Also on view will be a special version of Fluxus founder George Maciunas’ Fluxfilm Anthology, personally compiled by the artist for Jonas Mekas’ birthday in 1968. This rarely exhibited edition has complimentary footage not included in the Anthology Film Archives version. Maciunas’ ambitious collection summarizes Fluxus’ playful, yet critical engagement with film. Through a humorous and minimalist approach, key Fluxus members Nam June Paik, Yoko Ono, George Brecht, and others created what has been aptly termed as “anti-films.” These works called into question the medium’s inherent attributes by subverting all notions of traditional film narrative, leaving meaning open-ended, and letting chance influence outcome.

Also showing will be Warhol’s landmark experimental film Empire (1964). Produced with the help of Jonas Mekas who also worked the camera, the film presents New York City’s Empire State Building filmed for 8 hours and 5 minutes on the night of July 25-26. Lacking any traditional narrative, Empire is an observation of the passage of time sensed as the iconic structure materializes forth when day turns to night, and in the flashes of light that signal each new roll of film. Warhol stated that the film’s point is to “see time go by.” Shot at a speed of twenty-four frames per second, footage is projected at a slower speed of sixteen frames per second lengthening its running time.

As a music student, George Brecht studied under avant-garde composer John Cage whose radical theories on composition, along with the “readymades” of Marcel Duchamp would play a pivotal role in his artistic development during the 1950’s and 60’s. On view will be Brecht’s minimal “event scores,” words and short instructional phrases printed in black ink type on small white card stocks, designed by George Maciunas and central to Fluxus performances. Open and generative, these seemingly simple works embodied Fluxus’ “death of the author” notion giving way to a range of possibilities that could take place during their enactment, susceptible to the individual viewer’s own subjective interpretation.

Nam June Paik’s experiments in performance, composition, and film during Fluxus served as background for his groundbreaking work in television and video. Film and media art curator John Hanhardt writes, “Paik’s investigations into video and television and his key role in transforming the electronic moving image into an artist’s medium are part of the history of the media arts.” He prophetically coined the term “Electronic Superhighway” in the 1970’s. On view will be Majestic (reset1996), a video sculpture originally created in 1975. Incorporating two historically important objects of media and technology, Paik placed a small television set inside an antique radio as if to playfully negotiate with the viewer’s audio and visual senses.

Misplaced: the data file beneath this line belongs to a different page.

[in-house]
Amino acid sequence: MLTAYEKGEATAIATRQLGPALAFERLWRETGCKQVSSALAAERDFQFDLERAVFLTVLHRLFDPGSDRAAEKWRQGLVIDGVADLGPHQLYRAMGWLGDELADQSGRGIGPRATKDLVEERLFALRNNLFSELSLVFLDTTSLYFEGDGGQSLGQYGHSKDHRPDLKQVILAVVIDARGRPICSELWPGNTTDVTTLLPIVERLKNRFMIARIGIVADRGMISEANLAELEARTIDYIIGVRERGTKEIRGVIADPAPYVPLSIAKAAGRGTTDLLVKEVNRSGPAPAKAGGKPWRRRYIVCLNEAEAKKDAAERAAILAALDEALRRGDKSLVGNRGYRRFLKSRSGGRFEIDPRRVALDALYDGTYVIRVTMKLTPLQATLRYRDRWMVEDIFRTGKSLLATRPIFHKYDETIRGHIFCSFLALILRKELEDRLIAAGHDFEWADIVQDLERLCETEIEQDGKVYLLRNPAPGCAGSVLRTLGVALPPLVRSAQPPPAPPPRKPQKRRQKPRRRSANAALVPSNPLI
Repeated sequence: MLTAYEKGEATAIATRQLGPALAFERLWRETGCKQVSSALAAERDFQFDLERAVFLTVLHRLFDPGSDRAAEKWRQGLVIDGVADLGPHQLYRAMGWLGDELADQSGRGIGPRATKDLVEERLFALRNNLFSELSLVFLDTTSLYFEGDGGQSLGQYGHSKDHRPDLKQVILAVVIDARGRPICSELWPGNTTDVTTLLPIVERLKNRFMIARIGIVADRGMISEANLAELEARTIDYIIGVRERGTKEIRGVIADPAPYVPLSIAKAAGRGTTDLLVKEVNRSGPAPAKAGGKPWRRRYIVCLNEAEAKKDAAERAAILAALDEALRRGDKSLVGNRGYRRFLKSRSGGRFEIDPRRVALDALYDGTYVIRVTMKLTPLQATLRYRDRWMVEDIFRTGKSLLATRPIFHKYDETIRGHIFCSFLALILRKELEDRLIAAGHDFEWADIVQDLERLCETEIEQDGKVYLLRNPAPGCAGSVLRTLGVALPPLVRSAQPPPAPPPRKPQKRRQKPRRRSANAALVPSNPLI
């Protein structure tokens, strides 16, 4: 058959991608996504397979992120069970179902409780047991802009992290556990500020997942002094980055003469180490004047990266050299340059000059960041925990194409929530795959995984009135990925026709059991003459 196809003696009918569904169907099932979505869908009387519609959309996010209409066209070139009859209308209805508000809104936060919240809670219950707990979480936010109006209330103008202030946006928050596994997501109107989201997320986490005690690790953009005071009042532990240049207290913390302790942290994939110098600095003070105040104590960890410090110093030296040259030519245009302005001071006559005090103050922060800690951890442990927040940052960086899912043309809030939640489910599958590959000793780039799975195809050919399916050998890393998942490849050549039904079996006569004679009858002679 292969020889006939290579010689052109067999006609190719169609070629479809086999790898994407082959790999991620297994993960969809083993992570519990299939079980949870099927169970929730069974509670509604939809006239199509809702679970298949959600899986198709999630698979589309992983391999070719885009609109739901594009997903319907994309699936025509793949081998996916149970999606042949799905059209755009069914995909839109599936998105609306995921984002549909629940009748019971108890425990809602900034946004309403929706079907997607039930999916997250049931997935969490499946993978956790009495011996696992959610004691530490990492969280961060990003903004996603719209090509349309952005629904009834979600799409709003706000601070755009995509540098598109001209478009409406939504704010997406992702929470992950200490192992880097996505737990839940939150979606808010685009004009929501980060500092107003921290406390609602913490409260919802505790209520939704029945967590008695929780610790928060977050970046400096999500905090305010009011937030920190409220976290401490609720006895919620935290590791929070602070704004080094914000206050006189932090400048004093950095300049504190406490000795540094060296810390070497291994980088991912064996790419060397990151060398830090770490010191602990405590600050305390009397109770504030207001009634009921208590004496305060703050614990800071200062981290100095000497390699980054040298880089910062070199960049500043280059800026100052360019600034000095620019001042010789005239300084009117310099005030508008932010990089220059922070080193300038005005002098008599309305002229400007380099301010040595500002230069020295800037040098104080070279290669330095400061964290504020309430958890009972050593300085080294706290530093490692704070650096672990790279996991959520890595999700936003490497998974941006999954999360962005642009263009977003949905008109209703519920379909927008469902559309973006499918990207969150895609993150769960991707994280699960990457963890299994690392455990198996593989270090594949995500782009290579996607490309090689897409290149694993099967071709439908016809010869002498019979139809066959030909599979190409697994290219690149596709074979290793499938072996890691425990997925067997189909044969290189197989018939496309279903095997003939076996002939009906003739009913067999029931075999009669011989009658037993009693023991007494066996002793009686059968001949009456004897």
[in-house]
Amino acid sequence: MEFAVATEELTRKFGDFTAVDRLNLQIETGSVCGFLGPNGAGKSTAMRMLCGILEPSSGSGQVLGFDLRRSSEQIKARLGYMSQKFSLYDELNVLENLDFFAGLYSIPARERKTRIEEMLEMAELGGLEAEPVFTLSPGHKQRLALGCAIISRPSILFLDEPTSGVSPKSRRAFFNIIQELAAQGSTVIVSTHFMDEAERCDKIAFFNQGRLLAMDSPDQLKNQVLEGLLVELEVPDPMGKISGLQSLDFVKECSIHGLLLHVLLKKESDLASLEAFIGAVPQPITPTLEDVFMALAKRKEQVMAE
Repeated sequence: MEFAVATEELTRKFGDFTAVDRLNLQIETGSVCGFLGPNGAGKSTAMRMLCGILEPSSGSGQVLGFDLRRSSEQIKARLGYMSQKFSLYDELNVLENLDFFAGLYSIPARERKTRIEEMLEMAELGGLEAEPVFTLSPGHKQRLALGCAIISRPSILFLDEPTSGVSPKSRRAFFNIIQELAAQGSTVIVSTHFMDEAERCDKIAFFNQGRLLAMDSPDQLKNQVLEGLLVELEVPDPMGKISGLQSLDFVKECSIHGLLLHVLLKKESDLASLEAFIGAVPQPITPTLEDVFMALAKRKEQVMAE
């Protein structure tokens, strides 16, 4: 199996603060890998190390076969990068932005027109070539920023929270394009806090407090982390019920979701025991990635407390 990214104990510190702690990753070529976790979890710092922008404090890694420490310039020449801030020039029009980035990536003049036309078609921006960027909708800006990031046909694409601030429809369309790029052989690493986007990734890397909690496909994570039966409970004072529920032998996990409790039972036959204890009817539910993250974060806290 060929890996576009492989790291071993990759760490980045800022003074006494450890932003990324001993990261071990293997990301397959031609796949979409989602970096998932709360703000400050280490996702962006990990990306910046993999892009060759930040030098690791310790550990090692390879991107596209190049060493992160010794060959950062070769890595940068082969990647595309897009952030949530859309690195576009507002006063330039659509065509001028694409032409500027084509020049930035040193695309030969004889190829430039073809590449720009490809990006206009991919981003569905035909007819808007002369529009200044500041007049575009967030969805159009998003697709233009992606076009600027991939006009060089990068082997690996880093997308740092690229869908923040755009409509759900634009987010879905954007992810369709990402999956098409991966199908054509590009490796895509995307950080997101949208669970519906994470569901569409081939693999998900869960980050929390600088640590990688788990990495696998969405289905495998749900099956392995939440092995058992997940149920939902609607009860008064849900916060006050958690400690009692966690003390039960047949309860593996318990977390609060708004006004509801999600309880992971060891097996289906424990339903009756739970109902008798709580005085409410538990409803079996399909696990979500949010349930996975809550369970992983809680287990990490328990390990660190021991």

Artist Shigeko Kubota, employing a diaristic approach to video, was one of the first to utilize an electronic medium as a means of artistic expression in the late 1960’s. Joining traditional sculpture with the moving image, she conveys the personal, spiritual, and creative aspects that motivate her in life and in art. On view is Nam June Paik II (2007), a towering metal sculpture of her late husband and artistic collaborator. Footage portraying the couple over the years plays on monitors throughout Paik’s body, singularly representing a creative partnership that helped legitimized video as an art form.

Fluxus artists compelled their activities into the fabrics of society, encouraging participation from their viewers. Guided by this same principal, Studio IMC artists James Tunick, Tony Rizzaro, and Eric Alini created IMCtv, an interactive platform for information sharing and free speech where the users’ views and actions generate meaning and content. Dynamic images and text generated from text messages and votes cast to free speech bulletins by viewers, web images, and live news feeds construct a real-time portrait of our digital culture.

Leading visionaries of avant-garde cinema receive an honorary place in the exhibition. Rotating on a single screen will be Luis Buñuel’s surrealist work Un Chien Andalou (1929) written in collaboration with Salvador Dalí, Marcel Duchamp’s characteristically Dada film Anemic Cinema (1926), Hans Richter’s experimental breakthrough Rhythmus 21 (1921), and Fernand Léger’s modern masterpiece Ballet Mécanique (1924).

Special thanks to the Jonas Mekas Visual Arts Center, Vilnius for loan of George Maciunas’ Fluxus archives and materials related to Film Culture no. 45, the Andy Warhol Museum for loan of Empire, and Amy Taubin, Ken Friedman, and Julia Robinson for their significant contributions in research and scholarship.